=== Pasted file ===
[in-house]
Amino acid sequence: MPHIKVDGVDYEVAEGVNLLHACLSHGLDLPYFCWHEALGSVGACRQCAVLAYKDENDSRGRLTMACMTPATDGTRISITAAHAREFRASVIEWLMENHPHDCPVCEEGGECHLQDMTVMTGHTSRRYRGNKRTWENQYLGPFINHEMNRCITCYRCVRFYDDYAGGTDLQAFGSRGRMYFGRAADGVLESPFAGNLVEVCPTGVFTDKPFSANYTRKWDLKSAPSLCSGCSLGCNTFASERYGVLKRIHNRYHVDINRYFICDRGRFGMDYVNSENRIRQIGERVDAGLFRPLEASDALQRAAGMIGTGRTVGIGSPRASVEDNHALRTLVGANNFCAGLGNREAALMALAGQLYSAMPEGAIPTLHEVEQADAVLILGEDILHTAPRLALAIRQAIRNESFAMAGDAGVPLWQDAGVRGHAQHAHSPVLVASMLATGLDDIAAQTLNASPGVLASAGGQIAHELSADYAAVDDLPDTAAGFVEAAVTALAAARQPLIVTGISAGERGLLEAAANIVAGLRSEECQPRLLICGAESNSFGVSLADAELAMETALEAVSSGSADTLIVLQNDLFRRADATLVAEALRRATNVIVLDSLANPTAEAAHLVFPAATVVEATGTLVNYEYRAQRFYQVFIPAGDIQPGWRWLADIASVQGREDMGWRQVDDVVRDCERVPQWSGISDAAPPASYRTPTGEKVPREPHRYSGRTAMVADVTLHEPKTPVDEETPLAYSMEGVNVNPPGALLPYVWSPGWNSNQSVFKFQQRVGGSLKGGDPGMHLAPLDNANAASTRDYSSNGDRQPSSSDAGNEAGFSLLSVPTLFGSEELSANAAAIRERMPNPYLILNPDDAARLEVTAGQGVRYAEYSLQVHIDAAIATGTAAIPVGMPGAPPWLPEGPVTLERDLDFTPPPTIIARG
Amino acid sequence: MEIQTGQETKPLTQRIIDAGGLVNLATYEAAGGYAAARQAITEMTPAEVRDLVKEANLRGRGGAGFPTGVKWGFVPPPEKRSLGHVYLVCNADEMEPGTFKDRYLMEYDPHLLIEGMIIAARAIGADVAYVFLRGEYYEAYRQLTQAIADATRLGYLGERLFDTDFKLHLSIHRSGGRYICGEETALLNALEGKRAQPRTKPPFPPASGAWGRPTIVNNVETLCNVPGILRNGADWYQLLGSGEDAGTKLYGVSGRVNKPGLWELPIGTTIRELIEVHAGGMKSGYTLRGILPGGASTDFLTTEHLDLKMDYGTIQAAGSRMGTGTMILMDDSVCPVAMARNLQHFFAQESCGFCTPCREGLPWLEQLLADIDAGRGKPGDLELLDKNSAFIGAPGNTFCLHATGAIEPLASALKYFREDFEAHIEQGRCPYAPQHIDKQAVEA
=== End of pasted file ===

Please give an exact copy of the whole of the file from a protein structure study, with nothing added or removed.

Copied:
[in-house]
Amino acid sequence: MPHIKVDGVDYEVAEGVNLLHACLSHGLDLPYFCWHEALGSVGACRQCAVLAYKDENDSRGRLTMACMTPATDGTRISITAAHAREFRASVIEWLMENHPHDCPVCEEGGECHLQDMTVMTGHTSRRYRGNKRTWENQYLGPFINHEMNRCITCYRCVRFYDDYAGGTDLQAFGSRGRMYFGRAADGVLESPFAGNLVEVCPTGVFTDKPFSANYTRKWDLKSAPSLCSGCSLGCNTFASERYGVLKRIHNRYHVDINRYFICDRGRFGMDYVNSENRIRQIGERVDAGLFRPLEASDALQRAAGMIGTGRTVGIGSPRASVEDNHALRTLVGANNFCAGLGNREAALMALAGQLYSAMPEGAIPTLHEVEQADAVLILGEDILHTAPRLALAIRQAIRNESFAMAGDAGVPLWQDAGVRGHAQHAHSPVLVASMLATGLDDIAAQTLNASPGVLASAGGQIAHELSADYAAVDDLPDTAAGFVEAAVTALAAARQPLIVTGISAGERGLLEAAANIVAGLRSEECQPRLLICGAESNSFGVSLADAELAMETALEAVSSGSADTLIVLQNDLFRRADATLVAEALRRATNVIVLDSLANPTAEAAHLVFPAATVVEATGTLVNYEYRAQRFYQVFIPAGDIQPGWRWLADIASVQGREDMGWRQVDDVVRDCERVPQWSGISDAAPPASYRTPTGEKVPREPHRYSGRTAMVADVTLHEPKTPVDEETPLAYSMEGVNVNPPGALLPYVWSPGWNSNQSVFKFQQRVGGSLKGGDPGMHLAPLDNANAASTRDYSSNGDRQPSSSDAGNEAGFSLLSVPTLFGSEELSANAAAIRERMPNPYLILNPDDAARLEVTAGQGVRYAEYSLQVHIDAAIATGTAAIPVGMPGAPPWLPEGPVTLERDLDFTPPPTIIARG
Amino acid sequence: MEIQTGQETKPLTQRIIDAGGLVNLATYEAAGGYAAARQAITEMTPAEVRDLVKEANLRGRGGAGFPTGVKWGFVPPPEKRSLGHVYLVCNADEMEPGTFKDRYLMEYDPHLLIEGMIIAARAIGADVAYVFLRGEYYEAYRQLTQAIADATRLGYLGERLFDTDFKLHLSIHRSGGRYICGEETALLNALEGKRAQPRTKPPFPPASGAWGRPTIVNNVETLCNVPGILRNGADWYQLLGSGEDAGTKLYGVSGRVNKPGLWELPIGTTIRELIEVHAGGMKSGYTLRGILPGGASTDFLTTEHLDLKMDYGTIQAAGSRMGTGTMILMDDSVCPVAMARNLQHFFAQESCGFCTPCREGLPWLEQLLADIDAGRGKPGDLELLDKNSAFIGAPGNTFCLHATGAIEPLASALKYFREDFEAHIEQGRCPYAPQHIDKQAVEA